The question is where does Gangtok adapt this style from? The approach is certainly different from that of the mainland . It is here that we start seeing the subtle signs of influence of the Korean culture and K-pop that thrives in the export of its culture and style to mainly other Asian countries. Gangtok is no exception; vivid examples of such can be seen among the teenagers and the young adults in this state especially the capital. Of course the American (Western) culture is still very influential in the cultural domination across the world and Gangtok; yet we see that the Korean wave is also catching up and is gaining momentum at a good pace.

Stores in Gangtok are flooded with Korean style/inspired merchandise, like Korean handbags etc, and they sell better.

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Korean merchandise and products in a local store in Gangtok

Across social media we see people posting pictures of their idols.
(They are called so, as most Korean stars are all rounders as they have dedicated almost all of their childhood into rigorous training , kept away from their families and neighbourhood under contractual basis, they purely dedicate themselves to art . As an appreciation to all their hard work their fans fondly regard them as idols ).

Many K-pop stars bloom to become aspiring actors too. A K-drama watched by virtually all Gangtokians be it young or adults , will have to be Boys Over Flowers. Initially , there were only a few people who were interested in  K-pop and this drama was perhaps the first step for most of the youngsters into the world of K-pop. Since then, there has been a massive increase in the number of people who follow Korean dramas, it only appeared as a tiny infatuation at first but now , we don’t even have to go across social media all around the world, even in our very own classrooms we have fan girls and boys who have been engrossed by this Hallyu wave. Across Instagram and IRL the street style is heavily K-pop influenced. Even the daily make-up of most youngsters these days are Korean based which is light and not too bold like the Indian or the American make-up. Even if they don’t understand the language, they can be seen watching subtitled Korean dramas and translating Korean songs to English and singing it in Korean language itself! We can even see biographies of some Gangtokians and Sikkimese people on Instagram written in Korean script.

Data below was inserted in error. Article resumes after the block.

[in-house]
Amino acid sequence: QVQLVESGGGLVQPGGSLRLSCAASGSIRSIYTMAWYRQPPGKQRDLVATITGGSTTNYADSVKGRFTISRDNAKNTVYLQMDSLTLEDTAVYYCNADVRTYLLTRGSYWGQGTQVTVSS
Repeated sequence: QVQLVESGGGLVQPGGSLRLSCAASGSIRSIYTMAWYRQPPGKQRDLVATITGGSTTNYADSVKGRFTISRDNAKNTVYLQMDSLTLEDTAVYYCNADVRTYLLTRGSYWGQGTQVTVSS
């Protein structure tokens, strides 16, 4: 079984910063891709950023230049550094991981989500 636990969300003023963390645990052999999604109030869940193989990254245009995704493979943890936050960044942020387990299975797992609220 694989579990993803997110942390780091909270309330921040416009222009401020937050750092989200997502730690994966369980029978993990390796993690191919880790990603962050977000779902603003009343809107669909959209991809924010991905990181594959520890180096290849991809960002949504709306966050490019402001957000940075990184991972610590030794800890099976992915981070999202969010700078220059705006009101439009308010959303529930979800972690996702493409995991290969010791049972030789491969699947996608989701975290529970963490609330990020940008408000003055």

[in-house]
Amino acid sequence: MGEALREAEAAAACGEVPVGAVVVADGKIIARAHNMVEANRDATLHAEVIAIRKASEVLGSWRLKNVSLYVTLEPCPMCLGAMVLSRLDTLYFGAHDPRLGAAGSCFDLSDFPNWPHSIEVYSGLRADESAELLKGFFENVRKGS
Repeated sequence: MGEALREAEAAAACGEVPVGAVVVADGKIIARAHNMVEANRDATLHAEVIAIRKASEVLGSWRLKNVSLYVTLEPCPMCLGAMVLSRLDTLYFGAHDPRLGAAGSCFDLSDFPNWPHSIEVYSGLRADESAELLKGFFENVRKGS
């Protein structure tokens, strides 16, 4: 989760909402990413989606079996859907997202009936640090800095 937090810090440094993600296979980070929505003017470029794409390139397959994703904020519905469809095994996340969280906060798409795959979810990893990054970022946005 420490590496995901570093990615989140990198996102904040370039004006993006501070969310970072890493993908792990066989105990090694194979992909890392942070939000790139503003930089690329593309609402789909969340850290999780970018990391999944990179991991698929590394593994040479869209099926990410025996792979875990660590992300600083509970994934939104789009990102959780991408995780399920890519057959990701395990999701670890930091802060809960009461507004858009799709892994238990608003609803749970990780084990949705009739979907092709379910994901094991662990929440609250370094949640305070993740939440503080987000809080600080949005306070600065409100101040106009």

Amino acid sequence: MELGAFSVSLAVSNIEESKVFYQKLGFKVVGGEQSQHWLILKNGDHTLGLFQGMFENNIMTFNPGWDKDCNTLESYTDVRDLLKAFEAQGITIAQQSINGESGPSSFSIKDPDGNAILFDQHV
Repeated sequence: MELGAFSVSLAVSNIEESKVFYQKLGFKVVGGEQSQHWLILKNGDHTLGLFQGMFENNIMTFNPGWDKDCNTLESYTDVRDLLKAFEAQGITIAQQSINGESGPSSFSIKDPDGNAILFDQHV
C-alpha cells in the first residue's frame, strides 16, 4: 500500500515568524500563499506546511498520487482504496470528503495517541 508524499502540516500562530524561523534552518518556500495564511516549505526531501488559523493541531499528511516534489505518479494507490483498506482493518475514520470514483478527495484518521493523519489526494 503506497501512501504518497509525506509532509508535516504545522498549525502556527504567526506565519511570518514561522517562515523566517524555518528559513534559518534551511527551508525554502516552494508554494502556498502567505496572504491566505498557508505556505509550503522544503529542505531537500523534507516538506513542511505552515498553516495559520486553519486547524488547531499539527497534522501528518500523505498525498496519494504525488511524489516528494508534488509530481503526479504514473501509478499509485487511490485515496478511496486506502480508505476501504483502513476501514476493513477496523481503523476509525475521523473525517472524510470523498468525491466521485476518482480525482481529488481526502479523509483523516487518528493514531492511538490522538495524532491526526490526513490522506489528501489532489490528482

FYI!  South Korea is 5014 km away from Sikkim, India and many of us and our friends dream of visiting South Korea one day.3cec2ebb-b291-4881-8caf-5b66e51b705d.jpg

Even with this distance, the media has been so effective in reaching this part of the world, that we can hear the k-pop fans use Korean words and slangs like “Chincha” (-Really) or “jashiki” (-jerk). One of the interviewees even said that these slangs don’t sound as bad as the English ones or even the local lingua franca Nepali ones.  Much like the case with J-pop fans and Otakus (fans of anime), which is higher in the Northeastern region of India compared to other parts of India.

 

In an interview conducted by me and my friend, we got responses that in fact confirmed our pre-bias on why the Hallyu wave is so influential in Gangtok. People in Sikkim like in other Northeastern states, have little representation in the mainstream media and films. The last time we had such a big representation was probably Danny Denzongpa in Bollywood and Bhaichung Bhutia, former captain of the National Football team. When the hilly people go out into different parts of India to study etc, they are discriminated based on how they look. However, it’s not only because of looks but also style and the difference in our culture. The discrimination isn’t always violent or obvious, most of the times it is only a prejudice that turns into a stereotype. This subtle alienation paves way for the need to find something or someone to represent us.

According to people we interviewed, they like Korean dramas and idols as they are hard working and are all rounders and also because they seem familiar due to their facial (i.e. mongoloid) features. Some people also feel that the K-dramas are more relatable than the Indian TV Soaps even if it has the cliché of the rich guy-poor girl plot.